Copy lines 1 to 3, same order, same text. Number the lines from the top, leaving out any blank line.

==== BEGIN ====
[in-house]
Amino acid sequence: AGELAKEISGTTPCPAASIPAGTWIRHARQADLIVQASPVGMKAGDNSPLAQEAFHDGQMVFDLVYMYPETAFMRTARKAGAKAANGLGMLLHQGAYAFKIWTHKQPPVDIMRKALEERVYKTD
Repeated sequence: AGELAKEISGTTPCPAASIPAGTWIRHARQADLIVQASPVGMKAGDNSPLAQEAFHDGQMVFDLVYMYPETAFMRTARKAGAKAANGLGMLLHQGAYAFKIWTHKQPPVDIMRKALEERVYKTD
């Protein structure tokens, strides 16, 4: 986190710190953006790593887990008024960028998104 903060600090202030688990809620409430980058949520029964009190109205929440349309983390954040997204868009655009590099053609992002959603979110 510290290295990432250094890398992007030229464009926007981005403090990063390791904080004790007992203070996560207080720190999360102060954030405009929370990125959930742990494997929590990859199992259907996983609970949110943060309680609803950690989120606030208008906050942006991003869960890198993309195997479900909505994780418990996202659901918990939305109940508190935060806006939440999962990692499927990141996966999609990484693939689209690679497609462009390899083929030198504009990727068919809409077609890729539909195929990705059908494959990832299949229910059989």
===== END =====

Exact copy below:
[in-house]
Amino acid sequence: AGELAKEISGTTPCPAASIPAGTWIRHARQADLIVQASPVGMKAGDNSPLAQEAFHDGQMVFDLVYMYPETAFMRTARKAGAKAANGLGMLLHQGAYAFKIWTHKQPPVDIMRKALEERVYKTD
Repeated sequence: AGELAKEISGTTPCPAASIPAGTWIRHARQADLIVQASPVGMKAGDNSPLAQEAFHDGQMVFDLVYMYPETAFMRTARKAGAKAANGLGMLLHQGAYAFKIWTHKQPPVDIMRKALEERVYKTD